Oldies still hold a prominent spot in my music listening, especially some of the stuff that wasn't always played on the radio. These days, the local oldies station only plays from the mid-60's and later, which means that I have to depend on Google Play and my own CD collection to give me the good time oldies I enjoy so much. I recommend the box set, Loud, Fast, and Out of Control, the Wild Sounds of 50's Rock. It contains many of my favorites, but no ballads. And I still sing the high notes of "Little Darling" when ever comes through the rotation.


Absolute True Things I Just Made Up

Back in 2012, I wrote some bizarre things for NaNoWriMo that I never made public. It was actually written primarily for my own amusement, but now I will share some of it with you. I may also continue writing stuff like this because the voices...THESE DAMN VOICES!...Make them stop! 

*For the sake of argument (and avoiding them) the earth in this universe will be referred to as “this earth” unless the conditions call for it to be called something else.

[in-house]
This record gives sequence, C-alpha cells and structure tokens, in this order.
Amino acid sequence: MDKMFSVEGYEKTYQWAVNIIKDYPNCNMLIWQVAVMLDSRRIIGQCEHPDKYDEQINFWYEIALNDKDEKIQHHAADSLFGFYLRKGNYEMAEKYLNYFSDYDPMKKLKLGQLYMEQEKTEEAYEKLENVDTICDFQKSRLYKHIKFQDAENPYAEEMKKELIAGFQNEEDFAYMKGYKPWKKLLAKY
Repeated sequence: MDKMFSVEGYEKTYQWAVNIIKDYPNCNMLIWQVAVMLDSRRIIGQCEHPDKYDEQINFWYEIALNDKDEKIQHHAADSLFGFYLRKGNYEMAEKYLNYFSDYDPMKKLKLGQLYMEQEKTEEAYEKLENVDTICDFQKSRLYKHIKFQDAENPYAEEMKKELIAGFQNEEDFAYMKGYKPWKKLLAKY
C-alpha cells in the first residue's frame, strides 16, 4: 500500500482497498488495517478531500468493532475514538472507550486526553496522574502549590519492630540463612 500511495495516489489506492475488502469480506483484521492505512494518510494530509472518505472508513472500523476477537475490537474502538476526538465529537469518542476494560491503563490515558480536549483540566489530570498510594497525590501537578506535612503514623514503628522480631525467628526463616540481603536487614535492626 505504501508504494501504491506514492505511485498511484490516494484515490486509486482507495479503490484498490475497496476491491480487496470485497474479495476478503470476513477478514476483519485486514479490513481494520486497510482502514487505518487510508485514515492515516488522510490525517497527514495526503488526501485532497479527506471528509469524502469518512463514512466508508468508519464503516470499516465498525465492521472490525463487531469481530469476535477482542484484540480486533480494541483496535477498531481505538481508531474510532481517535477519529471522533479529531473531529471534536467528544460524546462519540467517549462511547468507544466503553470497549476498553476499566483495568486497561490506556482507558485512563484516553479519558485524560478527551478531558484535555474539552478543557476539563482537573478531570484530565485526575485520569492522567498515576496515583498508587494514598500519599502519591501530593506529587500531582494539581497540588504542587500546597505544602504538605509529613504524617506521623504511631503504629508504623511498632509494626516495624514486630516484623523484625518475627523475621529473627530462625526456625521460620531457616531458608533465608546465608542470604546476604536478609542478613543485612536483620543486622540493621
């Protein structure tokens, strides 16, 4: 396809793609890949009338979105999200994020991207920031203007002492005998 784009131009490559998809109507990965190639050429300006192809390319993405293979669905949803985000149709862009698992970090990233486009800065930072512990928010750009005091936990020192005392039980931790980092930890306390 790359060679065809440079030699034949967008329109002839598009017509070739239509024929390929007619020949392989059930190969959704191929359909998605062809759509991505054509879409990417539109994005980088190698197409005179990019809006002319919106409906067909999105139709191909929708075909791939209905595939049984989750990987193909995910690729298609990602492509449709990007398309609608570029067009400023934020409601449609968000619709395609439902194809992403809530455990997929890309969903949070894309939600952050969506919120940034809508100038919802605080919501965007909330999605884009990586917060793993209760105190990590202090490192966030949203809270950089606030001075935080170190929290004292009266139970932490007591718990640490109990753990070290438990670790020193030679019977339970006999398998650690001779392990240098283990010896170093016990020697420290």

It was in 1382 when, in the desert of New Dakota, a UFO crashed taking out most of a small logging village. The remaining residents refused to believe it was anything out of this world and fooled themselves into thinking that it was a weather balloon. The surviving alien from the crashed craft would manage to escape unnoticed (while the residents discussed what a crashed weather balloon might actually look like considering that none of them had ever seen one before. The alien would go on to marry seventy-eight year-old woman and have twelve children, three of which would go into politics and one would end up as president. Since nobody had ever seen and alien before and didn’t know what to look for, the alien was safe and sound in his job at the hardware store.

FACT: Aliens love hardware stores. They like playing with the various earth tools, so if you ever go into a hardware store, never ask the store clerk to demonstrate any of the tools, you will never get him away from whatever it is he’s demonstrating and you might end up as a specimen for his collection.

FACT: Aliens do not like administering anal probes. Some species are too flatulent and that interferes with the sensitive instrumentation. EXCEPTION: The Flatus tribe of the seventh planet of the Procopal system in universe XB98ACCD5 finds the aroma to be reminiscent of their childhood.